Opening day at Winter Park full of firsts |

Opening day at Winter Park full of firsts

Byron Hetzler/Sky-Hi Daily News
ALL | Sky-Hi Daily News

It was a sunny, blue-bird day in Winter Park, as a small crowd of skiers, snowboarders and disabled skiers gathered at the bottom of the Arrow Chairlift, waiting for the first run of the season.

One inch of snow fell overnight, and snow guns were blasting away on nearby Hughes and Turnpike.

Travis Wright, of Denver, stood patiently at the front of the line reading a magazine as the line grew behind him.

“I was first chair last year,” Wright said, who owns an apartment at Snowblaze. “So, I figured I’d do it again.”

Also vying for first chair were Josh Mountbatten, 18, and Jared Mountbatten, 16, of Old Town, who had been standing in line since 6:30 a.m. Asked why the two brothers wanted first chair so badly, Jared shrugged.

“It’s the thing to do,” he said.

“Because they have nothing better to do!” shouted a friend behind them. The two brothers barely blinked. They know all-too-well that jealousy is a small price to pay when you’re vying to be No. 1.

The mood in line was calm, cool, and a bit anxious. While most locals joked about the snow conditions, or lack thereof, some riders came a long way to ski the one open run ” Parkway ” over-and-over again.

But skiing on opening day isn’t about the conditions.

Rachael Stoetzel, a 23-year-old from Denver, braved Berthoud Pass that morning on icy roads to ride Winter Park on opening day. Stoetzel skied for the resort’s competition team as a child, so it’s “home base” for her, she said.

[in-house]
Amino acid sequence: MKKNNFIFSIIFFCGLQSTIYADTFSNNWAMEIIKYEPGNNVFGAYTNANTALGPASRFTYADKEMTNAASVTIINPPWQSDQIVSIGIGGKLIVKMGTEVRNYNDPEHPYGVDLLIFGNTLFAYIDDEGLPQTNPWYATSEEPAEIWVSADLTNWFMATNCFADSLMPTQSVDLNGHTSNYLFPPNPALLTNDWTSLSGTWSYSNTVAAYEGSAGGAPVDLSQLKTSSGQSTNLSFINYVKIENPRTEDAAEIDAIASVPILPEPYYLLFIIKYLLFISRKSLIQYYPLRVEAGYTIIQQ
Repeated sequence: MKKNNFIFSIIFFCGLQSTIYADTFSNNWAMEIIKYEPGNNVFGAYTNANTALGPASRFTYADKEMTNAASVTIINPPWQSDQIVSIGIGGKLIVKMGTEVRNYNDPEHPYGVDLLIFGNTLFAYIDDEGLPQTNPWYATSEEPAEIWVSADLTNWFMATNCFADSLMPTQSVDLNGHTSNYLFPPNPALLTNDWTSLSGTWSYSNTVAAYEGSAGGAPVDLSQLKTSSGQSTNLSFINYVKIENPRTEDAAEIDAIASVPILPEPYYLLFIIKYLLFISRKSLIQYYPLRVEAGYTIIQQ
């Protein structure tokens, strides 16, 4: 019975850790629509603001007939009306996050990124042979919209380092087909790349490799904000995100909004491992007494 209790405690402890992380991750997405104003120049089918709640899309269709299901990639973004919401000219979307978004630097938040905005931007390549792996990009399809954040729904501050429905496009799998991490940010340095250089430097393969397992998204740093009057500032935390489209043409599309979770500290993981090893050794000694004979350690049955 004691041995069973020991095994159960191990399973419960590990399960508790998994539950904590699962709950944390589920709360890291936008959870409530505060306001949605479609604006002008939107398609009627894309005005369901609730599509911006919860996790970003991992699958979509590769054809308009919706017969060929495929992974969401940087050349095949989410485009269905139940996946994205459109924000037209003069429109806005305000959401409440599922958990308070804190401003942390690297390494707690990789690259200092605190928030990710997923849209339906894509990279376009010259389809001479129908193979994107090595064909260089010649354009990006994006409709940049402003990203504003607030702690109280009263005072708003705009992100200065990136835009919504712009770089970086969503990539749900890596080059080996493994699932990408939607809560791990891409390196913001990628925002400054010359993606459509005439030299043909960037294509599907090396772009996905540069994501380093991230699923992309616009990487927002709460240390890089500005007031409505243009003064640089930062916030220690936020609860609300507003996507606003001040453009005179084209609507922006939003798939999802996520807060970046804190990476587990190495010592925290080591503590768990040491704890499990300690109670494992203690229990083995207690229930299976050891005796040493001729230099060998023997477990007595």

“I like opening day because there’s not as many people compared to (the rest of the) season,” Stoetzel said, and laughed. “And I like being first for things.”

Standing behind Stoetzel was Peter Pauwels, who also drove up from Denver to ski a couple runs. Since he made it to opening day at Copper Mountain on Tuesday, he figured he’d come to Winter Park, too, he said. It was Pauwels’ first day ever at Winter Park Resort. Pauwels was assured that the skiing gets better later in the season, but he wasn’t too concerned.

“I just enjoy being out here,” he said.

Probably the most seasoned veteran in line was Danny Pufpaff of Fraser, who said it was his 50th year of skiing, competing and coaching. Pufpaff, a mono-skier, said he hasn’t missed a season of skiing since he was 5-years-old ” “except during Vietnam,” he added thoughtfully. His goals this season include competing hard in the Disabled Masters Program for the U.S. Nationals, and getting another 120 days of skiing.

It never seems to get old for Pufpaff, a self proclaimed “ski-bum.” He’s made it out for first days all his life, he said.

“It just feels good,” Pufpaff said as he steadied his outriggers, and grinned. “A tradition dies hard.”

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